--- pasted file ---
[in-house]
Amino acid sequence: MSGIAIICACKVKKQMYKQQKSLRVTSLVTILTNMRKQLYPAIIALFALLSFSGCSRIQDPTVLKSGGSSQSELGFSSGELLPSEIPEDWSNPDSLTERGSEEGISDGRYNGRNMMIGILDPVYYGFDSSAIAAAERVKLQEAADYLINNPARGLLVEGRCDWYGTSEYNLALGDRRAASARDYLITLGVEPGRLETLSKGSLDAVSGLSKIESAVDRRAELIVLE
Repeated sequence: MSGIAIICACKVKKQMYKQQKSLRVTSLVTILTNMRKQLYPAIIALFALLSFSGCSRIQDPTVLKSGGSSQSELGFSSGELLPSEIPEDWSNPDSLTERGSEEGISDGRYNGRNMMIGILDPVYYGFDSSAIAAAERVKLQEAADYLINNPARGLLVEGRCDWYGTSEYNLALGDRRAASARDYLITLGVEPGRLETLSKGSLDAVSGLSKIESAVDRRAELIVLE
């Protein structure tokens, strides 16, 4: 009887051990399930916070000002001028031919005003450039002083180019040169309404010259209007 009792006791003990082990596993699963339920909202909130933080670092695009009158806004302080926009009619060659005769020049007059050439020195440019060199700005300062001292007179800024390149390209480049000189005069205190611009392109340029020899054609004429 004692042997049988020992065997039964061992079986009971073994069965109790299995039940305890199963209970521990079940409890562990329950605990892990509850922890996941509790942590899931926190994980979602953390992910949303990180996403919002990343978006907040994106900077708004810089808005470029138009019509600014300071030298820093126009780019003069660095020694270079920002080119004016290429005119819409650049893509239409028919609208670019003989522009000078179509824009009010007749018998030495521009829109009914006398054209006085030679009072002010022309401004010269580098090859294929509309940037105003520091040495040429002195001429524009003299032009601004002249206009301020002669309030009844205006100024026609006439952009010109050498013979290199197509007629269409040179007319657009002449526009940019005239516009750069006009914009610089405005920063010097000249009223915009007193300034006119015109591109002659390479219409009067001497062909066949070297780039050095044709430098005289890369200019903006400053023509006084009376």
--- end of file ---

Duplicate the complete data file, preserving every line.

[in-house]
Amino acid sequence: MSGIAIICACKVKKQMYKQQKSLRVTSLVTILTNMRKQLYPAIIALFALLSFSGCSRIQDPTVLKSGGSSQSELGFSSGELLPSEIPEDWSNPDSLTERGSEEGISDGRYNGRNMMIGILDPVYYGFDSSAIAAAERVKLQEAADYLINNPARGLLVEGRCDWYGTSEYNLALGDRRAASARDYLITLGVEPGRLETLSKGSLDAVSGLSKIESAVDRRAELIVLE
Repeated sequence: MSGIAIICACKVKKQMYKQQKSLRVTSLVTILTNMRKQLYPAIIALFALLSFSGCSRIQDPTVLKSGGSSQSELGFSSGELLPSEIPEDWSNPDSLTERGSEEGISDGRYNGRNMMIGILDPVYYGFDSSAIAAAERVKLQEAADYLINNPARGLLVEGRCDWYGTSEYNLALGDRRAASARDYLITLGVEPGRLETLSKGSLDAVSGLSKIESAVDRRAELIVLE
């Protein structure tokens, strides 16, 4: 009887051990399930916070000002001028031919005003450039002083180019040169309404010259209007 009792006791003990082990596993699963339920909202909130933080670092695009009158806004302080926009009619060659005769020049007059050439020195440019060199700005300062001292007179800024390149390209480049000189005069205190611009392109340029020899054609004429 004692042997049988020992065997039964061992079986009971073994069965109790299995039940305890199963209970521990079940409890562990329950605990892990509850922890996941509790942590899931926190994980979602953390992910949303990180996403919002990343978006907040994106900077708004810089808005470029138009019509600014300071030298820093126009780019003069660095020694270079920002080119004016290429005119819409650049893509239409028919609208670019003989522009000078179509824009009010007749018998030495521009829109009914006398054209006085030679009072002010022309401004010269580098090859294929509309940037105003520091040495040429002195001429524009003299032009601004002249206009301020002669309030009844205006100024026609006439952009010109050498013979290199197509007629269409040179007319657009002449526009940019005239516009750069006009914009610089405005920063010097000249009223915009007193300034006119015109591109002659390479219409009067001497062909066949070297780039050095044709430098005289890369200019903006400053023509006084009376």